454. "Loose Nuclear Arms Are the Biggest Threat" International Herald Tribune (May 3, 2004), p. 8.

The confluence of the terrorist attack on Madrid's trains and the American presidential election is pushing the Bush administration further down the wrong road. It is focusing on garden-variety terrorists, especially Al Qaeda, while neglecting the black market in nuclear weapons and loose nuclear bombs that terrorists may commandeer. As horrible as the Sept. 11 and March 11 attacks were, the deaths that would result from the use of nuclear weapons by a terrorist group or rogue state would be much, much worse.

The first priority ought to be given to curbing the trade in such weapons, removing them from the arsenals of rogue states, and guarding them much more closely elsewhere.

But that is not what the United States and its allies are doing.

Nor are opponents to the Bush administration pushing it to do so. The Democrats have accused President George W. Bush of pursuing weapons of mass destruction at the expense of the hunt for terrorists.

The attacks on Madrid were also a reminder that two and half years after the Sept. 11 attacks, we are still far from extinguishing Al Qaeda.

Nowhere is this misguided focus on terrorism more apparent than in Pakistan. The United States has expended a lot of energy pushing President Pervez Musharraf of Pakistan to hunt down terrorists in the treacherous tribal areas in the north.

Yet, at the same time, Washington has been relatively silent about the admission by Pakistan's former chief nuclear scientist, Abdul Qadeer Khan, that he sold nuclear designs and material to Libya and North Korea.

The United States pretends to have been convinced by the political theater of the absurd - whereby Khan agreed to take a symbolic spanking and then be immediately pardoned by the Musharraf government - as if the extensive and prolonged program of selling nuclear designs, material, and expertise were a one-person rogue operation that should no longer cause any concern.

Indeed, in the days that followed, the United States granted Pakistan a new elevated status, as a "major non-NATO ally," a standing enjoyed by only 12 other nations.

One yearns for the days when key elements of foreign policy had bipartisan backing and were not considered material for election dogfights.

If we Americans could retrieve even a bit of that spirit, we would agree on the opposite strategy to the one that is being followed: The United States should inform the Pakistani government that we will, for the time being, continue to ignore its lackluster attempts to help us find the remnants of the Taliban and Qaeda forces, its undemocratic nature (Musharraf came to power during a coup in 1999), and its abuse of human rights.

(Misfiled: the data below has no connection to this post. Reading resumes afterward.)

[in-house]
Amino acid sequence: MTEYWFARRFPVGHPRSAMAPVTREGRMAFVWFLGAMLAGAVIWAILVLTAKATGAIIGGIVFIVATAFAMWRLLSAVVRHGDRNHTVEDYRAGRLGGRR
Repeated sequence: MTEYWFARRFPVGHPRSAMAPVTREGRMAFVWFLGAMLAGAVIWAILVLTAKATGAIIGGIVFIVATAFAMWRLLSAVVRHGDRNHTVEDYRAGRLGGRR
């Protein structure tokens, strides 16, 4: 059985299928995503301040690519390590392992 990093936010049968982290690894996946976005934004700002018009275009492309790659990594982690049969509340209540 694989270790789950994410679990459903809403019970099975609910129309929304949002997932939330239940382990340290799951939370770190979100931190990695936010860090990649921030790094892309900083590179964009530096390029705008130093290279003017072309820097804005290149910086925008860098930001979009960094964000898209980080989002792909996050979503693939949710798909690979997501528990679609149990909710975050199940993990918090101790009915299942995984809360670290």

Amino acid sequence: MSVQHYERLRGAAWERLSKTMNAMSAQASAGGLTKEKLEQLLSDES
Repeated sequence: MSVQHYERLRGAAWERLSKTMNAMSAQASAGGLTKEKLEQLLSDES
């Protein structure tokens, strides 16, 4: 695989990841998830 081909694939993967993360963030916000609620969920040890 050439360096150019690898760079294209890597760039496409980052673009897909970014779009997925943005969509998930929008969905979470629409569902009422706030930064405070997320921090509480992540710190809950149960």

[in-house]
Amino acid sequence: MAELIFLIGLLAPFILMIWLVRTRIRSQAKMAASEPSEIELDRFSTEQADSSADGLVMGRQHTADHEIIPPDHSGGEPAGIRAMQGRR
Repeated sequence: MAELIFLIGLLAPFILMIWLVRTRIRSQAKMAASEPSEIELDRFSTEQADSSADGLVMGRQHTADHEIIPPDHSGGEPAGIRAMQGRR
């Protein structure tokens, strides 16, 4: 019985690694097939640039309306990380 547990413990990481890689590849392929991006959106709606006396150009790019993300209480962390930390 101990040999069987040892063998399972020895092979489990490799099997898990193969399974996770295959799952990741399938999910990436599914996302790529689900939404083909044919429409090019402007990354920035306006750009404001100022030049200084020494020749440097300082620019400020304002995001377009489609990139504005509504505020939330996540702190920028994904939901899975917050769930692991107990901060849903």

But Pakistan must immediately desist in feeding the global black market nuclear material, and accept that its experts work under close supervision, and above all, that its nuclear weapons be much more carefully guarded.

Focusing on nuclear weapons is more important in our dealings with Pakistan than with North Korea and Iran.

Compared to Pakistan, Iran and North Korea have relatively stable, if beleaguered, governments.

Terrorists are unlikely to walk away with nuclear bombs from these nations, unless the regimes so desire - and they know the bitter consequences of such a horrendous act.

In Pakistan, terrorists may get their hands on the bombs without the full collaboration of the central government, or after toppling it.

Our first priority ought to be to demand that our forces will be used to protect these weapons much more effectively; to warn that a high price will be exacted if they are sold to third parties.

In the longer run, the international community needs to work to resolve the Indian-Pakistani conflict and to guarantee the border between these nations so that Pakistan - which has much weaker conventional forces than India - will feel less of a need for a nuclear deterrent.

Meanwhile, we Americans better have Special Forces standing by to take possession of Pakistan's nuclear weapons on short notice if the Musharraf government is toppled, rather than have them end up in caves in the hands of Osama bin Laden and his associates.

The terrorists are simply the carriers; we should mind most what they may carry.


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